This is the question she wrestled with in her columns, which the Pulitzer committee said “explored the personal dimensions of politics in a way that has never been done before.”
“Look,” she goes on, “some say every President since Adams has cheated on his wife—in the White House itself, I might add. But in some ways, it mattered less a century ago than it does now. Because now, American women vote. And many of them make more money than their husbands. They’re not trapped by economics the way their mothers once were.”
So the "Bitches Will Rule?" I ask cheekily, quoting the title of Berg's most recent book. She ignores the comment. "And the President is not merely the commander-in-chief anymore; he's got to be the husband-in-chief, too."
"If he's sticking his prick in a cheerleader from Duke," she says, tightening her grip on her fork, like a weapon, "that matters. We don't have to accept that anymore, from our husbands or from the man we put in the top job."
Around us in the restaurant. I sense ears perking up, heads swiveling our direction, as if shocked to hear a woman use that kind of language. But maybe that's Berg's point—that we're not so far along in our sexual equality as we like to think. She's here to break the news.* * *
It seems shocking, but more than a decade has passed since her series of columns attacking Elaine Hammond for standing by her man. In the storm that ensued, the Washington Globe stood behind her all the way, defending her against criticism from the White House (which banned her for six years) and veiled threats from the special prosecutor, an attack dog at the bidding of the Republican-controlled House.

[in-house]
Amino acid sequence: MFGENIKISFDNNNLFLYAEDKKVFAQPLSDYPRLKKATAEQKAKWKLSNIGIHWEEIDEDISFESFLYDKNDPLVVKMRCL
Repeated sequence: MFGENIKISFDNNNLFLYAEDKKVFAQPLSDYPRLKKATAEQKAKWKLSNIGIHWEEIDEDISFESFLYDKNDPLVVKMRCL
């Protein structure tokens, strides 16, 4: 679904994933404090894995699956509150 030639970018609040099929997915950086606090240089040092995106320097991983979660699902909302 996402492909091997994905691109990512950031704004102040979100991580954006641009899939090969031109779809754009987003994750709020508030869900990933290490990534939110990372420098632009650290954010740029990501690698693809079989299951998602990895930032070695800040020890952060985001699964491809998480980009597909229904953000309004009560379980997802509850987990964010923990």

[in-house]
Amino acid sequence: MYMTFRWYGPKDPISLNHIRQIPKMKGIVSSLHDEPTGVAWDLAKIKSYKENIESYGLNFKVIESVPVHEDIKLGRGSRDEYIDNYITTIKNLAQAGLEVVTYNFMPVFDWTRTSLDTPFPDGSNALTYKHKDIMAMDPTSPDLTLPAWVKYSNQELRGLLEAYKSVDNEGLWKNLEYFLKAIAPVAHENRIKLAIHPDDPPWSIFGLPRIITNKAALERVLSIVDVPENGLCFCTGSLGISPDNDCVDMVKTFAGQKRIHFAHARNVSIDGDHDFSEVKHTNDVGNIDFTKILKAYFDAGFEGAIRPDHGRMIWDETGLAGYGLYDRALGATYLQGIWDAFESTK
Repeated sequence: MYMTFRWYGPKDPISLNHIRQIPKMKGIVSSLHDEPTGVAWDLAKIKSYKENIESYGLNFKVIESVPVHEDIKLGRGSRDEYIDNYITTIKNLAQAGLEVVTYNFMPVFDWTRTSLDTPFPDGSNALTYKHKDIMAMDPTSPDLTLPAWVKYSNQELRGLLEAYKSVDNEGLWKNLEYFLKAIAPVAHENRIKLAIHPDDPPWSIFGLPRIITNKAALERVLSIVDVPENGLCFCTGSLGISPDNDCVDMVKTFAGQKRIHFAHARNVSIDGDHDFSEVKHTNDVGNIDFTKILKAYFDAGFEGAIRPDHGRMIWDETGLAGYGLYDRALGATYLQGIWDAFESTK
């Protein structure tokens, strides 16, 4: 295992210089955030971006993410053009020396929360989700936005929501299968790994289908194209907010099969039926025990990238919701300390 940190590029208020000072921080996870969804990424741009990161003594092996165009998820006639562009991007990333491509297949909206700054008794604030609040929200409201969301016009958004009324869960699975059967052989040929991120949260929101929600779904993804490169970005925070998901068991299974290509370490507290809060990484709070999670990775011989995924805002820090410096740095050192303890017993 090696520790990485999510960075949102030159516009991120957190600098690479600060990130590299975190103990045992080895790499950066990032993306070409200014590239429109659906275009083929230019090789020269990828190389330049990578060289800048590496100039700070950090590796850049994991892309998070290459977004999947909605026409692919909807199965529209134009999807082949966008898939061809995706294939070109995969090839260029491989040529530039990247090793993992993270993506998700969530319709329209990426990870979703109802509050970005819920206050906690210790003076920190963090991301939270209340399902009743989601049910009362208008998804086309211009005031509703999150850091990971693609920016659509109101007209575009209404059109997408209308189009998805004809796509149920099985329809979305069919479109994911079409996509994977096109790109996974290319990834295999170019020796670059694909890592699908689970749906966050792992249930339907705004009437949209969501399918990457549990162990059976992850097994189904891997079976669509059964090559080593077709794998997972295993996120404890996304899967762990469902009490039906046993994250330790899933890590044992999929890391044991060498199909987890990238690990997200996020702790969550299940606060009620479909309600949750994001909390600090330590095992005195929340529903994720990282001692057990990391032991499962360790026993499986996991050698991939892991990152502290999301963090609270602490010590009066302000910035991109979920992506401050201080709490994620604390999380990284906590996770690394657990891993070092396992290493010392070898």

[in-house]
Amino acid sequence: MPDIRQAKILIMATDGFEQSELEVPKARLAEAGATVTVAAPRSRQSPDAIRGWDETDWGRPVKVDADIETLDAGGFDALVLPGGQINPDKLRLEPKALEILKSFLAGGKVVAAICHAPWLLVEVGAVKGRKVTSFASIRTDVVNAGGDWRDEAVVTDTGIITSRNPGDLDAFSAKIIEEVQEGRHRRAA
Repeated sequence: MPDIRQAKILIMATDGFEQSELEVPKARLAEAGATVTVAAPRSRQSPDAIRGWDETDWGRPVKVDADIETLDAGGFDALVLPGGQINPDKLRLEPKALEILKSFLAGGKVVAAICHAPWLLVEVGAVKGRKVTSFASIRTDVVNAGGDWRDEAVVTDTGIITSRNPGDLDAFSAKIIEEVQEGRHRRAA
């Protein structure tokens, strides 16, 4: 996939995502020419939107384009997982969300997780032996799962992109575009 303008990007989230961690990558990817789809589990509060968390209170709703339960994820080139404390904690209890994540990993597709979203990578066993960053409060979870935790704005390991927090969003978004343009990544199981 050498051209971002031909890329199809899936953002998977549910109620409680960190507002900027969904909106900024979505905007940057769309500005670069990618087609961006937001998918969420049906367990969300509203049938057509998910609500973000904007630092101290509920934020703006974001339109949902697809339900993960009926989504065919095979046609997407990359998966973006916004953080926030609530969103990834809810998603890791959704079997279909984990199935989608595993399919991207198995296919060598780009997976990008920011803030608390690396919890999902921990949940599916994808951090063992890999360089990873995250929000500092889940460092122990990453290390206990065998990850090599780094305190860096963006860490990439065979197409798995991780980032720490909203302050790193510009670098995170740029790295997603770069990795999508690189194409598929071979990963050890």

She moved off the front page to write a biweekly column, occupying sixteen inches of prime real estate here at the Globe. Her column remains a D.C. must-read, particularly among people who insist that they never read Susan Berg.
And her attentions, like the rest of the country's, have turned once again to the former first lady, Elaine Barrish Hammond, the ex-president's ex-wife and, more importantly, now the globe-straddling Secretary of State. At the moment, Berg is working on a long-running profile of Madam Secretary, which is why she had to cancel our meeting three times.
Those must be some awkward interviews, I say, trolling again.
"She says she never read my columns," she says. "And I don't blame her. Some of them were pretty mean."
That they were. Like when she called Elaine Barrish Hammond "the moral equivalent of the Taliban women's auxiliary." What exactly did she mean by that?
She thinks about it a moment, and tells a story. "When Elaine Barrish graduated from law school in 1978, at the top of her class, her commencement address got a ten-minute standing ovation," she says. "Ten minutes. She could have done anything. She could have changed the world. And she spends the next three decades standing beside this guy who cheated on her again and again and again. And not just staying with him—defending him! Loyalty is one thing, but by staying with him for so long—when she could have been so much more—Elaine said her husband's conduct was forgivable."
"And it wasn't. Because. It. Never. Is."